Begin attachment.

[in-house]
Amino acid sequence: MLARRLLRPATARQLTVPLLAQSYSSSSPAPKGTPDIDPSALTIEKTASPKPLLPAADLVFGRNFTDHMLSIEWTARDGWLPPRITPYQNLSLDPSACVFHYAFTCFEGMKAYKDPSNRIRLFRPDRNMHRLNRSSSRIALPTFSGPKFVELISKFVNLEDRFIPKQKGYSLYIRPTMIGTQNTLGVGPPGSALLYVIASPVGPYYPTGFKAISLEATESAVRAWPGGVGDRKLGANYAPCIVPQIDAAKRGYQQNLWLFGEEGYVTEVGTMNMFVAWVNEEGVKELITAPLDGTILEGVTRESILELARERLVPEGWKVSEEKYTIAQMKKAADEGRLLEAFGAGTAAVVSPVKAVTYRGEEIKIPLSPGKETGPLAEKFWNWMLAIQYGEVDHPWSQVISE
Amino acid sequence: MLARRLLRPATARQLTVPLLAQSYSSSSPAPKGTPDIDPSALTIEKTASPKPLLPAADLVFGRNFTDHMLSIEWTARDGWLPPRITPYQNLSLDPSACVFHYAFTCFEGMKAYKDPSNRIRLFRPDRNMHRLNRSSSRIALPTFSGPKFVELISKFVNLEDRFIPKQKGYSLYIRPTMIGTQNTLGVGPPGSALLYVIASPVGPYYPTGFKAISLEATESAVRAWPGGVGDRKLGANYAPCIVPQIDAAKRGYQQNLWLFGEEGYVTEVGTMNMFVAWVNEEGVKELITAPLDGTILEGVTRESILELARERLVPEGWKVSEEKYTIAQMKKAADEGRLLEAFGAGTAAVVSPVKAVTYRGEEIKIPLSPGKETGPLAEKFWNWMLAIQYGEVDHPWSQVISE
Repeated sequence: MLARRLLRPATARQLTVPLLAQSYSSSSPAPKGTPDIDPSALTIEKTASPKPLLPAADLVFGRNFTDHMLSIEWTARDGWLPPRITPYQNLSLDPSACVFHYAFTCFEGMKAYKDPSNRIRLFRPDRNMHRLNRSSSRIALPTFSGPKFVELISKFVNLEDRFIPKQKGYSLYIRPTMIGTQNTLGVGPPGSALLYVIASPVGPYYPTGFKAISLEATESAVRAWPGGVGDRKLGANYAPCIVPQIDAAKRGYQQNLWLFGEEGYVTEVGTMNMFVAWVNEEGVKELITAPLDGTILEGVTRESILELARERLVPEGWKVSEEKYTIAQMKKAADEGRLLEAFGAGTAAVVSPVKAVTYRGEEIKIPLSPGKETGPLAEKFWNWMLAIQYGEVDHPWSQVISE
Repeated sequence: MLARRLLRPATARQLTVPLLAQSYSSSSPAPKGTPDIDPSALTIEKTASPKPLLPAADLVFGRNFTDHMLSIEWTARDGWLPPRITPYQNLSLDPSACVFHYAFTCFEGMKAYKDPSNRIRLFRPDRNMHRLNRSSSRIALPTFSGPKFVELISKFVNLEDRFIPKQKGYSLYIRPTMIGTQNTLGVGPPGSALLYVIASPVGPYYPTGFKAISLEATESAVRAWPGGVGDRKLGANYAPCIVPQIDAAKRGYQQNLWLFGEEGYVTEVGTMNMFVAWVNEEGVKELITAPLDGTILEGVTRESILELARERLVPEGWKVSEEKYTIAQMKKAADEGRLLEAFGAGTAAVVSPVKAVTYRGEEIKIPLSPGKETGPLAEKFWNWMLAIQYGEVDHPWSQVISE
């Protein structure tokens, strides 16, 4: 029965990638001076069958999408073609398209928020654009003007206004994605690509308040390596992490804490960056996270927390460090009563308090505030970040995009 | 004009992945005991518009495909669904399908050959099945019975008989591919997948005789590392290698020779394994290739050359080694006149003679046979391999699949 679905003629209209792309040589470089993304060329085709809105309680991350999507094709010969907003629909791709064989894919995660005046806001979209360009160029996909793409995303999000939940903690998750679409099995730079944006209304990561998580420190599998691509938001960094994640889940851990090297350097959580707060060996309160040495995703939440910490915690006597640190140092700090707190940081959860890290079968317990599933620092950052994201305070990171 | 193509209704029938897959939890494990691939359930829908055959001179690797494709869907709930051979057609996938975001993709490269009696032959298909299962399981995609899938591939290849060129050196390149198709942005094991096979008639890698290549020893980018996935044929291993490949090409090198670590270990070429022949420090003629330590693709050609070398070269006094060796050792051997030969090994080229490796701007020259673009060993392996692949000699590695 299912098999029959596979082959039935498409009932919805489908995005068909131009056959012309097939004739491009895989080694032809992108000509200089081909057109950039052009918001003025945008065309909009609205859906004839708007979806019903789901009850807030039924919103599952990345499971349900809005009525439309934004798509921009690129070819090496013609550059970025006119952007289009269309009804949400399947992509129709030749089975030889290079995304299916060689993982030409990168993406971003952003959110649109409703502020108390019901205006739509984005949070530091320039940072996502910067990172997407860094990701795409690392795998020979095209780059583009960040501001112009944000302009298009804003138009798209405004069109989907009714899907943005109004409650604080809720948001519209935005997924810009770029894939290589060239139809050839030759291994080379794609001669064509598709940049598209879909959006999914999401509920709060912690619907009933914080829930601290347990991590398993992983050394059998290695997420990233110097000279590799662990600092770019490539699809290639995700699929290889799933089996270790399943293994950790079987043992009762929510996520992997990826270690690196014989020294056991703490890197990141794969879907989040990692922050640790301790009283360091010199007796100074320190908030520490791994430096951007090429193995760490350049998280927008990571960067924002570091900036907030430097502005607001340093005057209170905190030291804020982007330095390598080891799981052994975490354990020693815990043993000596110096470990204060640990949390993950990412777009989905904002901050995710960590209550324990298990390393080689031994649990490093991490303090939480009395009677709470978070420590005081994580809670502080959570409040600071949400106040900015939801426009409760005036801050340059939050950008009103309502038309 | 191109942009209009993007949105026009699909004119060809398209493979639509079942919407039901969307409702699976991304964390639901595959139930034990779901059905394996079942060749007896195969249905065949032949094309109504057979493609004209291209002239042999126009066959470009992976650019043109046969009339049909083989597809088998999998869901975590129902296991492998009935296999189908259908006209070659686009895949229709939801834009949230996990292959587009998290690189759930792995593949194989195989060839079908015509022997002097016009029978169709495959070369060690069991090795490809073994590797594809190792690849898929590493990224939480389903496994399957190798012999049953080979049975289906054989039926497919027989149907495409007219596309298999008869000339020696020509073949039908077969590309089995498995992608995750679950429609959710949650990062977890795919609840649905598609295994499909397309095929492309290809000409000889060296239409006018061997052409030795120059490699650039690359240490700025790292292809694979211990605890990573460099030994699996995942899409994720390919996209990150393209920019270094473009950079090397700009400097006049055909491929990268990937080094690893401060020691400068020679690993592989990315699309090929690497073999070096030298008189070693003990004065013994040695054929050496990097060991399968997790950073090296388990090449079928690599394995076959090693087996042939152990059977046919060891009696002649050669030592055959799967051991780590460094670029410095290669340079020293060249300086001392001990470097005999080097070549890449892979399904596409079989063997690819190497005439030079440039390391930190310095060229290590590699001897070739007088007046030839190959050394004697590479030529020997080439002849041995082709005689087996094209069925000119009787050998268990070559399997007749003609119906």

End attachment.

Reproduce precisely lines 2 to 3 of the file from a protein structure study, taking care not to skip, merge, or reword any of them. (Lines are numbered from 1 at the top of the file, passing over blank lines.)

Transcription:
Amino acid sequence: MLARRLLRPATARQLTVPLLAQSYSSSSPAPKGTPDIDPSALTIEKTASPKPLLPAADLVFGRNFTDHMLSIEWTARDGWLPPRITPYQNLSLDPSACVFHYAFTCFEGMKAYKDPSNRIRLFRPDRNMHRLNRSSSRIALPTFSGPKFVELISKFVNLEDRFIPKQKGYSLYIRPTMIGTQNTLGVGPPGSALLYVIASPVGPYYPTGFKAISLEATESAVRAWPGGVGDRKLGANYAPCIVPQIDAAKRGYQQNLWLFGEEGYVTEVGTMNMFVAWVNEEGVKELITAPLDGTILEGVTRESILELARERLVPEGWKVSEEKYTIAQMKKAADEGRLLEAFGAGTAAVVSPVKAVTYRGEEIKIPLSPGKETGPLAEKFWNWMLAIQYGEVDHPWSQVISE
Amino acid sequence: MLARRLLRPATARQLTVPLLAQSYSSSSPAPKGTPDIDPSALTIEKTASPKPLLPAADLVFGRNFTDHMLSIEWTARDGWLPPRITPYQNLSLDPSACVFHYAFTCFEGMKAYKDPSNRIRLFRPDRNMHRLNRSSSRIALPTFSGPKFVELISKFVNLEDRFIPKQKGYSLYIRPTMIGTQNTLGVGPPGSALLYVIASPVGPYYPTGFKAISLEATESAVRAWPGGVGDRKLGANYAPCIVPQIDAAKRGYQQNLWLFGEEGYVTEVGTMNMFVAWVNEEGVKELITAPLDGTILEGVTRESILELARERLVPEGWKVSEEKYTIAQMKKAADEGRLLEAFGAGTAAVVSPVKAVTYRGEEIKIPLSPGKETGPLAEKFWNWMLAIQYGEVDHPWSQVISE